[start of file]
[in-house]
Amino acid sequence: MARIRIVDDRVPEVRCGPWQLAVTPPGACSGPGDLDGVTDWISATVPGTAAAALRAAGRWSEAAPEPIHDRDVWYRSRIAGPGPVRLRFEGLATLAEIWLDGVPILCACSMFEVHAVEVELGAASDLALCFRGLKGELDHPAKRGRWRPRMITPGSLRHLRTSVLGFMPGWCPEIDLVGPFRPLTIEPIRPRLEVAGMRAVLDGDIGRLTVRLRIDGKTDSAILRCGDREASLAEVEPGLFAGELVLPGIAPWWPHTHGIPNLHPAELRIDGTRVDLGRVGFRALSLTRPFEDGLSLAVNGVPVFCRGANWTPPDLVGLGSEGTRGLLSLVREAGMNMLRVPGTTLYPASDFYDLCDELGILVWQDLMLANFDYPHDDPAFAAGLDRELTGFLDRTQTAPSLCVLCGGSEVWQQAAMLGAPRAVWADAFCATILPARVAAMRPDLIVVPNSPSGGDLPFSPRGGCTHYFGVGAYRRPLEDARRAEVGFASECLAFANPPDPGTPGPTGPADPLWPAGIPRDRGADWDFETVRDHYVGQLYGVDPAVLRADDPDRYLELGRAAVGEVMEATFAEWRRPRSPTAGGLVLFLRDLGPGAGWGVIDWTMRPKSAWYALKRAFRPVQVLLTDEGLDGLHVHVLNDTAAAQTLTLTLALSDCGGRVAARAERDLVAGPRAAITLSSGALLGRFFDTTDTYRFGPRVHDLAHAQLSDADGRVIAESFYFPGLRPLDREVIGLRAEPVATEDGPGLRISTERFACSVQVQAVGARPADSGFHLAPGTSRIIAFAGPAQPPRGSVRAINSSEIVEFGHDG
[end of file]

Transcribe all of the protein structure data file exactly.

[in-house]
Amino acid sequence: MARIRIVDDRVPEVRCGPWQLAVTPPGACSGPGDLDGVTDWISATVPGTAAAALRAAGRWSEAAPEPIHDRDVWYRSRIAGPGPVRLRFEGLATLAEIWLDGVPILCACSMFEVHAVEVELGAASDLALCFRGLKGELDHPAKRGRWRPRMITPGSLRHLRTSVLGFMPGWCPEIDLVGPFRPLTIEPIRPRLEVAGMRAVLDGDIGRLTVRLRIDGKTDSAILRCGDREASLAEVEPGLFAGELVLPGIAPWWPHTHGIPNLHPAELRIDGTRVDLGRVGFRALSLTRPFEDGLSLAVNGVPVFCRGANWTPPDLVGLGSEGTRGLLSLVREAGMNMLRVPGTTLYPASDFYDLCDELGILVWQDLMLANFDYPHDDPAFAAGLDRELTGFLDRTQTAPSLCVLCGGSEVWQQAAMLGAPRAVWADAFCATILPARVAAMRPDLIVVPNSPSGGDLPFSPRGGCTHYFGVGAYRRPLEDARRAEVGFASECLAFANPPDPGTPGPTGPADPLWPAGIPRDRGADWDFETVRDHYVGQLYGVDPAVLRADDPDRYLELGRAAVGEVMEATFAEWRRPRSPTAGGLVLFLRDLGPGAGWGVIDWTMRPKSAWYALKRAFRPVQVLLTDEGLDGLHVHVLNDTAAAQTLTLTLALSDCGGRVAARAERDLVAGPRAAITLSSGALLGRFFDTTDTYRFGPRVHDLAHAQLSDADGRVIAESFYFPGLRPLDREVIGLRAEPVATEDGPGLRISTERFACSVQVQAVGARPADSGFHLAPGTSRIIAFAGPAQPPRGSVRAINSSEIVEFGHDG